22 March 2006

Revolution, Education, and Other Interesting Topics with the Law Students

I had a nice chat with the law students yesterday- the first time in a few weeks because of holidays and other things that came up. The students who have been coming since we started have improved a lot in their ability to speak and understand English. It is fascinating to talk to them and hear their questions.

I started off by asking them about celebrating the revolution. Nearly all weren't interested in celebrating it. They talked about the same things that have been reported in plenty of other places- that it was a victory for the looters more than anything else and that real change hasn't happened. Bakiev should have dissolved the Kenesh and instituted some real constitutional reforms (the referendum is now apparently only going to be able the death penalty, which means it won't be a referendum on constitutional reform at all). They weren't aware that the Kenesh voted against celebrating the revolution on Friday.

One student did say that she likes Bakiev because he cares about the people. She didn't think celebrating the revolution was a bad idea. The students generally agreed that it is too soon to know if the revolution was a good thing. If people think it was after 10 years, then celebrating it might be a better idea. But for now, a year later and no changes, it's not worth celebrating.

They did say that the one thing that was worth celebrating was that the voice of the people was heard in the revolution. This even is questionable, but I do undoubtedly get the impression that the people of Kyrgyzstan wouldn't allow a leader like Karimov or Niyazov to take power. And if that is really the case, that is worth celebrating.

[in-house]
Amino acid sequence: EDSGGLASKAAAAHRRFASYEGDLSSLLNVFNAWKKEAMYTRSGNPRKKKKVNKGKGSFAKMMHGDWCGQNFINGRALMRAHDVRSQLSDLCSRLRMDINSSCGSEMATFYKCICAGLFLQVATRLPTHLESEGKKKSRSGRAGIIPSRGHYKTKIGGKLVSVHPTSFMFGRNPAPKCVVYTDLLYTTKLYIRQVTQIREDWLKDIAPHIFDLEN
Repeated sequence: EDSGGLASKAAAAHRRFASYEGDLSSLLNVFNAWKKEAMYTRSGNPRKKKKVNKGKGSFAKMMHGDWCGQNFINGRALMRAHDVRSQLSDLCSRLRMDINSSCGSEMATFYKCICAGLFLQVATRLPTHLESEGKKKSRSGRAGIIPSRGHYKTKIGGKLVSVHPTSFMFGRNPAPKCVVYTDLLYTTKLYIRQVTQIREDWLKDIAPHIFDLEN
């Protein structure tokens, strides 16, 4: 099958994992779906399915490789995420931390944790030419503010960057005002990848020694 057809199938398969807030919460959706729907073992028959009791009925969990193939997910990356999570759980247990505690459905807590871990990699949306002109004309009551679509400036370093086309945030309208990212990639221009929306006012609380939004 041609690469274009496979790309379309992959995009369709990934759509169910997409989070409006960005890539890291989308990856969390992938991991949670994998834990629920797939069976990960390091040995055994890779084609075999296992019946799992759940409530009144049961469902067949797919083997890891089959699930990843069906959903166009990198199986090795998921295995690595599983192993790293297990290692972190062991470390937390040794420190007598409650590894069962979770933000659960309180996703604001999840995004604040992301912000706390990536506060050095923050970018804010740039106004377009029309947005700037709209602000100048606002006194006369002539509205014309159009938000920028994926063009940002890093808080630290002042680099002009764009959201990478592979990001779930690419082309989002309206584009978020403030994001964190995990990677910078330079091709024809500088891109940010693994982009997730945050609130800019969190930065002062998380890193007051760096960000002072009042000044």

They had all kinds of questions today about a variety of topics from religion to the death penalty to immigration and international politics. One student asked whether I thought the American system or the Russian/Kyrgyz system was better. I tried to be as polite as I could, but one reason that we're homeschooling is because I am thoroughly unimpressed with the school system here. I told them that I think the American system is better because university students have choices and there is less corruption (I don't doubt there is corruption in American universities, but there is no comparison). I also said that I think it is important for professors and teachers to ask the students for their opinions and allow them to disagree. If you're never allowed to question authority, even in school, how will you ever dare to try to effect changes in your government?

There should be a new post on the student blog tomorrow. There's always a bit of a delay because we don't have a floppy disk drive at home, but it should be up by Thursday morning in the US.

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